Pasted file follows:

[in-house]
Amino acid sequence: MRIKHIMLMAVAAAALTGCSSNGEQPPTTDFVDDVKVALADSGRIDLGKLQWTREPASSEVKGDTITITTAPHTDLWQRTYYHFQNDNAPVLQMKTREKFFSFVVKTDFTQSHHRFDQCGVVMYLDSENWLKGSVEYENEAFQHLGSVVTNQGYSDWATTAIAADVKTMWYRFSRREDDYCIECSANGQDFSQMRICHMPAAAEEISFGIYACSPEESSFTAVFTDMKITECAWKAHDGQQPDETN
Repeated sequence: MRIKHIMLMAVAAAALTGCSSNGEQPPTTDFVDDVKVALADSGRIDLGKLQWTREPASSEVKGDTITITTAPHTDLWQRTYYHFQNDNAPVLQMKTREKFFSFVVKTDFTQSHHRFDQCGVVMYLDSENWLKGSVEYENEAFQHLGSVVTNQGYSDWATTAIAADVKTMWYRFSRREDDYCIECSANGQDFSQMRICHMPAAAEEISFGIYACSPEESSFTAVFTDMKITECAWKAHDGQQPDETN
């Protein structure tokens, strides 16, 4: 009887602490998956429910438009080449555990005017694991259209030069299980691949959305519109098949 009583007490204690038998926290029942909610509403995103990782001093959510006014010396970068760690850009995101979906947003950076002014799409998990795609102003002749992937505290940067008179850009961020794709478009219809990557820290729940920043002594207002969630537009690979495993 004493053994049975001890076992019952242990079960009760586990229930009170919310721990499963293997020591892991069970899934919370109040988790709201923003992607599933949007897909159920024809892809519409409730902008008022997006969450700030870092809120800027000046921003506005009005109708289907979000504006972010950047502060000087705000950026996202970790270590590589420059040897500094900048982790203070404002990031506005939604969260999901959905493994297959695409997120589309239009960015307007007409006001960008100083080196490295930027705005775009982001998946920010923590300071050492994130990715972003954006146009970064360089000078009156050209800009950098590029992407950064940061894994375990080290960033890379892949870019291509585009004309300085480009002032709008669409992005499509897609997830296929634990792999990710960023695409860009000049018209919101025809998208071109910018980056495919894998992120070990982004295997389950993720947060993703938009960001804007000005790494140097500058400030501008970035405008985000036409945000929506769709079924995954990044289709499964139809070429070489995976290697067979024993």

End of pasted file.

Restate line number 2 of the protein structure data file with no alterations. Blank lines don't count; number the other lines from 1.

Amino acid sequence: MRIKHIMLMAVAAAALTGCSSNGEQPPTTDFVDDVKVALADSGRIDLGKLQWTREPASSEVKGDTITITTAPHTDLWQRTYYHFQNDNAPVLQMKTREKFFSFVVKTDFTQSHHRFDQCGVVMYLDSENWLKGSVEYENEAFQHLGSVVTNQGYSDWATTAIAADVKTMWYRFSRREDDYCIECSANGQDFSQMRICHMPAAAEEISFGIYACSPEESSFTAVFTDMKITECAWKAHDGQQPDETN